The handbook further states that CIMA is to have due regard to international standards governing banking, insurance and securities supervision.

The handbook also describes CIMA's approach to:

a licensing approval and cancellation – including for the banking, insurance and funds sectors;

b reviewing licensees' financial statements and on-site inspections of licensees' premises;

c anti-money laundering procedures to be followed by licensees; and

d enforcement – including applying for court orders.

The handbook is binding on all of CIMA's committees and officers.

Also worthy of mention is the Government General Registry. Its primary function is to develop and implement policies and procedures for all registers under its administration to ensure continued effective contribution to the financial services industry and the public. The registers maintained by the General Registry include the register of Cayman companies and Cayman partnerships. As we will discuss below, Cayman companies and partnerships are widely used in Islamic finance transactions.

II COMMON STRUCTURES

i Islamic transactions

As described in Section I.i, supra, the Cayman Islands is an IFC. The benefits of companies incorporated in IFCs have been well documented – including trusted legal systems (typically based on English law), low cost and efficient company incorporation, little or no taxation, no exchange control, trusted court systems and sophisticated professional infrastructure (with an array of experienced professional service providers).

Accordingly, Cayman exempted companies are used as the issuer (often described as the trustee) in many Islamic financing transactions, including sukuk, wakalah and ijarah. Exempted companies are the most common type of company incorporated in the Cayman Islands and are formed to conduct business outside of the Cayman Islands. Exempted companies are similar in structure to companies formed in other common law jurisdictions: shareholders' liability is limited (typically by shares) and the directors manage the business of the company.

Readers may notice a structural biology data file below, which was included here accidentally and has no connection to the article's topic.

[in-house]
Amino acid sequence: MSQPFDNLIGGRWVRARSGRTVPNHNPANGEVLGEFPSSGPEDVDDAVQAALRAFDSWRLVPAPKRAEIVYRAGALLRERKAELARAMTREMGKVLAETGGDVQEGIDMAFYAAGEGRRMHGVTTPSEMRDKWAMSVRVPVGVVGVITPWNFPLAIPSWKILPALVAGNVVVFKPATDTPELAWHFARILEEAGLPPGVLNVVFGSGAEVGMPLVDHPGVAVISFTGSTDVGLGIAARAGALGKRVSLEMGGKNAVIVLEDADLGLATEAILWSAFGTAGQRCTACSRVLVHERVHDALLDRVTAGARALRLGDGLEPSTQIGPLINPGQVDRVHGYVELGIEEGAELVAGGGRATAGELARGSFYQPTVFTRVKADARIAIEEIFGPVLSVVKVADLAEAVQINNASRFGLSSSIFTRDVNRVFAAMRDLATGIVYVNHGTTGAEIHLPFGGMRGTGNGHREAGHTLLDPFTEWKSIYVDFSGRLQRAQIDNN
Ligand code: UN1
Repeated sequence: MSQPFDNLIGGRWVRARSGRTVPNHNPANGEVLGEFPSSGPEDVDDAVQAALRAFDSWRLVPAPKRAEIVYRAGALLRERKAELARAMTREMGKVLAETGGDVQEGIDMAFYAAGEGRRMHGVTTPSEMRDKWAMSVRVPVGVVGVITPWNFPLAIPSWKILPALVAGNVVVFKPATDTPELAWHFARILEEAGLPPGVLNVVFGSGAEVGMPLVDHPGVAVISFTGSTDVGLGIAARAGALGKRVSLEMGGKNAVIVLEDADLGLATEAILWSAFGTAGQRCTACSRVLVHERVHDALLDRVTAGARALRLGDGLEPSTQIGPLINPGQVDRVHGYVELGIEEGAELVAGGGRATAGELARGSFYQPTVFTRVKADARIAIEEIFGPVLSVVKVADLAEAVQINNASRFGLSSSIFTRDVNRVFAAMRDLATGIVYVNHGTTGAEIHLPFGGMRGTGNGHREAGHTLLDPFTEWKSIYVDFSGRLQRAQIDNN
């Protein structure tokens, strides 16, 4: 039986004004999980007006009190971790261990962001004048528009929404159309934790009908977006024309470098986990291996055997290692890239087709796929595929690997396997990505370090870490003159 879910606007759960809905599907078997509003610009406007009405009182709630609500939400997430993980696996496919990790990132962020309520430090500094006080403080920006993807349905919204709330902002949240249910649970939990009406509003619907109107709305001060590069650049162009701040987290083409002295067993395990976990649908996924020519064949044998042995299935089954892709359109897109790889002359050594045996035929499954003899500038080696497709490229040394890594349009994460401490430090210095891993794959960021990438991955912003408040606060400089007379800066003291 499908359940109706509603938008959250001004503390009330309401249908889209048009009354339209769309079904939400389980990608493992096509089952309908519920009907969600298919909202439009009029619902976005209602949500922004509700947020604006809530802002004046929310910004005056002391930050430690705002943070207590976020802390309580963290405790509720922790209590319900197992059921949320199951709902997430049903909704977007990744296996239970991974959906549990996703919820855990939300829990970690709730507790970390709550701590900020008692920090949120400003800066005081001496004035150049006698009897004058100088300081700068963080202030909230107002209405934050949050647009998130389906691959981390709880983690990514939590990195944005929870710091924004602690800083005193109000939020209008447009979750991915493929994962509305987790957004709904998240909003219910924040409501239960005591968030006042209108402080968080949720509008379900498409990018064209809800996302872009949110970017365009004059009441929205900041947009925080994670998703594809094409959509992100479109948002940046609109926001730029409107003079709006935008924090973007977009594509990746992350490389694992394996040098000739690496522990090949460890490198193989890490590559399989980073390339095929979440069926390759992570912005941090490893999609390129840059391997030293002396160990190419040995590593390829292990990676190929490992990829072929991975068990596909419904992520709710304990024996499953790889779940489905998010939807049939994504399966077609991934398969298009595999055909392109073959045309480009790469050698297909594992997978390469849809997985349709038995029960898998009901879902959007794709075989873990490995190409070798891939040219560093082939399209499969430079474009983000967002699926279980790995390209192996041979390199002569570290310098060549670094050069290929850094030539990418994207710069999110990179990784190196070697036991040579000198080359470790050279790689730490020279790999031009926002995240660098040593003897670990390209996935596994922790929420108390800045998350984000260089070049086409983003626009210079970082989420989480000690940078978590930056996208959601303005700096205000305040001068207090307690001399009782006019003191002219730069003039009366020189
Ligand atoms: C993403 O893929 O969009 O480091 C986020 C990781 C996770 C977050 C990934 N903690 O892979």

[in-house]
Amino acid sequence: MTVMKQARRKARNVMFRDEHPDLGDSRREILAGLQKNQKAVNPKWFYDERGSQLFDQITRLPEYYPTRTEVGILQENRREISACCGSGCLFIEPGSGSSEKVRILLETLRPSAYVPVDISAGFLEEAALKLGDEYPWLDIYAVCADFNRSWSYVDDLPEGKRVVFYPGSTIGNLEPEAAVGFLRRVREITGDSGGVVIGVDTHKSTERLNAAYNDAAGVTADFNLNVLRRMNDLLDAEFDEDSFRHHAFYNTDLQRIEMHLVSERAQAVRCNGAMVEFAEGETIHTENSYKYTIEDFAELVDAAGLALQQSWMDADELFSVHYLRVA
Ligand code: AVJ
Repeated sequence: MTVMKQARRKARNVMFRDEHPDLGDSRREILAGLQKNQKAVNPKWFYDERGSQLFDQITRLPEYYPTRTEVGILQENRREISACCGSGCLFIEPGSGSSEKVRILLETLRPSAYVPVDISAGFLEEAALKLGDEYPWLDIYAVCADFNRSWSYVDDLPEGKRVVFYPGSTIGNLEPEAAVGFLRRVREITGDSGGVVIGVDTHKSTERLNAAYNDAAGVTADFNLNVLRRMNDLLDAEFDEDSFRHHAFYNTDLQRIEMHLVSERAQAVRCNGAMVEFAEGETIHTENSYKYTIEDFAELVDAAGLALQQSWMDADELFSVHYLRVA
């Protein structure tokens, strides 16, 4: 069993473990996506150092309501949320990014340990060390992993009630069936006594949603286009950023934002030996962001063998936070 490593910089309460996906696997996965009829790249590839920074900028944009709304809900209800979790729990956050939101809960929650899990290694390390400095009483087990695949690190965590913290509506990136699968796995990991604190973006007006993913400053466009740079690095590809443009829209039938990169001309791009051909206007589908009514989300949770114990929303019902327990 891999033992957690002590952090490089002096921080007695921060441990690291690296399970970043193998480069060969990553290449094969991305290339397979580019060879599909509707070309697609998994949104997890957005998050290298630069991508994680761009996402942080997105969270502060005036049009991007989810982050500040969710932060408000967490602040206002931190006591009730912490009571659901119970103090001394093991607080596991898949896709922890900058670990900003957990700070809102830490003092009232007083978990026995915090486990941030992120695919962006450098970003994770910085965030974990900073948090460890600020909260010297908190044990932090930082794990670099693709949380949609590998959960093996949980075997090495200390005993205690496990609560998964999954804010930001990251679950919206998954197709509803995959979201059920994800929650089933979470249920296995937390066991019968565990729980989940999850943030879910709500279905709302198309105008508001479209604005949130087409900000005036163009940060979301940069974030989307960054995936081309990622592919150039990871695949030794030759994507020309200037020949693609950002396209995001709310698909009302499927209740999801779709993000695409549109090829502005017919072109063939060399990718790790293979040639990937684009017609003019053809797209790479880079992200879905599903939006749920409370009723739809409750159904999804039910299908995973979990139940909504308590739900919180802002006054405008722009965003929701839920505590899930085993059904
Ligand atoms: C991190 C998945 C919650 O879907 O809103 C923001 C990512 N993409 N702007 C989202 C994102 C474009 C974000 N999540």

Specifically, the Cayman company is set up as an 'orphan' special purpose vehicle (SPV). The company is referred to as an SPV because it is formed solely for the purpose of the relevant financing transaction. The SPV is referred to as an 'orphan' because the beneficial interest in the shares of the SPV, rather than being held by a parent company, are held by a trustee (either pursuant to a charitable trust or Cayman STAR trust1) for charitable or other specific purposes. As a result of the trust structure, the SPV is not part of the company group which is the ultimate borrower in the financing transaction. In that way, in the event of the insolvency of the borrower, a court is unlikely to find that the SPV should be included within the assets of the borrower's insolvent estate. The SPV is also made 'bankruptcy remote' under its constitutional documents or the transaction documents, or both, because it is prohibited from undertaking any activities other than the financing transaction. In that way, the SPV is unlikely to be liquidated, with a view to the transaction remaining in tact and the lenders being repaid.

The sukuk structure essentially works as follows:

a The Cayman SPV issues certificates to investors.

b The proceeds are used by the Cayman SPV to purchase an asset from the borrower. The asset is then leased back to the borrower.

c The borrower pays rent to the Cayman SPV so that the SPV may pay principal and coupon payments on the certificates.

d If specific events of default occur, the borrower is obliged to repurchase the asset at a certain exercise price, so that the SPV may redeem the certificates.

ii Close-ended funds

As discussed in Section I.i, 'Funds', supra, open-ended funds are typically regulated by CIMA. These funds are usually hedge funds established in the form of Cayman exempted companies.

On the other hand, closed-ended funds (i.e., funds with a fixed end date) are not regulated by CIMA. These funds typically include private equity and property funds and are often established as Cayman exempted limited partnerships (ELPs) under the Exempted Limited Partnership Law 2014 (the ELP Law).

The structure of an exempted limited partnership is essentially as follows:

a The general partner (GP) is alone responsible for the management of the ELP. Limited partners (LPs) are excluded from the management.

b Any debt or obligation incurred by the GP in the conduct of the business of an ELP is a debt or obligation of the ELP.

c In order to meet such debts or obligations, the GP may call on the capital commitments of the LPs.

d That is, under the terms of the ELP agreement, each LP will agree to contribute amounts to the ELP up to a certain fixed amount (i.e., its total capital commitment).

The Cayman ELP is one of the most commonly used investment vehicles in the world and commonly used for both Islamic and non-Islamic funds. Islamic funds are established in compliance with applicable shariah principles. For example, an Islamic fund may only invest in industries or properties that comply with Islamic law, but will be established using an ELP, similar to a conventional fund.

III TAXATION